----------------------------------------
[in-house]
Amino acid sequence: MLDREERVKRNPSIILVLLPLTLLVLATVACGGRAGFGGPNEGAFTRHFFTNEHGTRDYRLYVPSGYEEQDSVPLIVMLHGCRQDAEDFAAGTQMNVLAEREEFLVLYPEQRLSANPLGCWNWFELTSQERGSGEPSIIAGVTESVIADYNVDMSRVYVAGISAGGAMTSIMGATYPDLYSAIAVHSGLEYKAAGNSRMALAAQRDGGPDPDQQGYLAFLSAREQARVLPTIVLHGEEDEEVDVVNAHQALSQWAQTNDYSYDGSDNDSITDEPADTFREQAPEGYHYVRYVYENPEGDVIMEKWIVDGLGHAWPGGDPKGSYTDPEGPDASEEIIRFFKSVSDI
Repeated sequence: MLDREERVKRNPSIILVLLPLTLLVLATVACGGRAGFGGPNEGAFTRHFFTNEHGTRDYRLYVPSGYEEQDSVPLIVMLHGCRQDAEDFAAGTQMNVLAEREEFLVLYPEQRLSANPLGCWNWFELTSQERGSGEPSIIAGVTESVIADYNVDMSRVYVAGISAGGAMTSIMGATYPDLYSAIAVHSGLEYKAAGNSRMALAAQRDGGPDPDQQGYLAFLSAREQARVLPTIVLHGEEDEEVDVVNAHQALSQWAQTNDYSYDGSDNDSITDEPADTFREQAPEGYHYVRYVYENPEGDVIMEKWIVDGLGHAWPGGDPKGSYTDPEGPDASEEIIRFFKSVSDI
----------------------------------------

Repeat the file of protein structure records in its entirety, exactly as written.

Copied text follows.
[in-house]
Amino acid sequence: MLDREERVKRNPSIILVLLPLTLLVLATVACGGRAGFGGPNEGAFTRHFFTNEHGTRDYRLYVPSGYEEQDSVPLIVMLHGCRQDAEDFAAGTQMNVLAEREEFLVLYPEQRLSANPLGCWNWFELTSQERGSGEPSIIAGVTESVIADYNVDMSRVYVAGISAGGAMTSIMGATYPDLYSAIAVHSGLEYKAAGNSRMALAAQRDGGPDPDQQGYLAFLSAREQARVLPTIVLHGEEDEEVDVVNAHQALSQWAQTNDYSYDGSDNDSITDEPADTFREQAPEGYHYVRYVYENPEGDVIMEKWIVDGLGHAWPGGDPKGSYTDPEGPDASEEIIRFFKSVSDI
Repeated sequence: MLDREERVKRNPSIILVLLPLTLLVLATVACGGRAGFGGPNEGAFTRHFFTNEHGTRDYRLYVPSGYEEQDSVPLIVMLHGCRQDAEDFAAGTQMNVLAEREEFLVLYPEQRLSANPLGCWNWFELTSQERGSGEPSIIAGVTESVIADYNVDMSRVYVAGISAGGAMTSIMGATYPDLYSAIAVHSGLEYKAAGNSRMALAAQRDGGPDPDQQGYLAFLSAREQARVLPTIVLHGEEDEEVDVVNAHQALSQWAQTNDYSYDGSDNDSITDEPADTFREQAPEGYHYVRYVYENPEGDVIMEKWIVDGLGHAWPGGDPKGSYTDPEGPDASEEIIRFFKSVSDI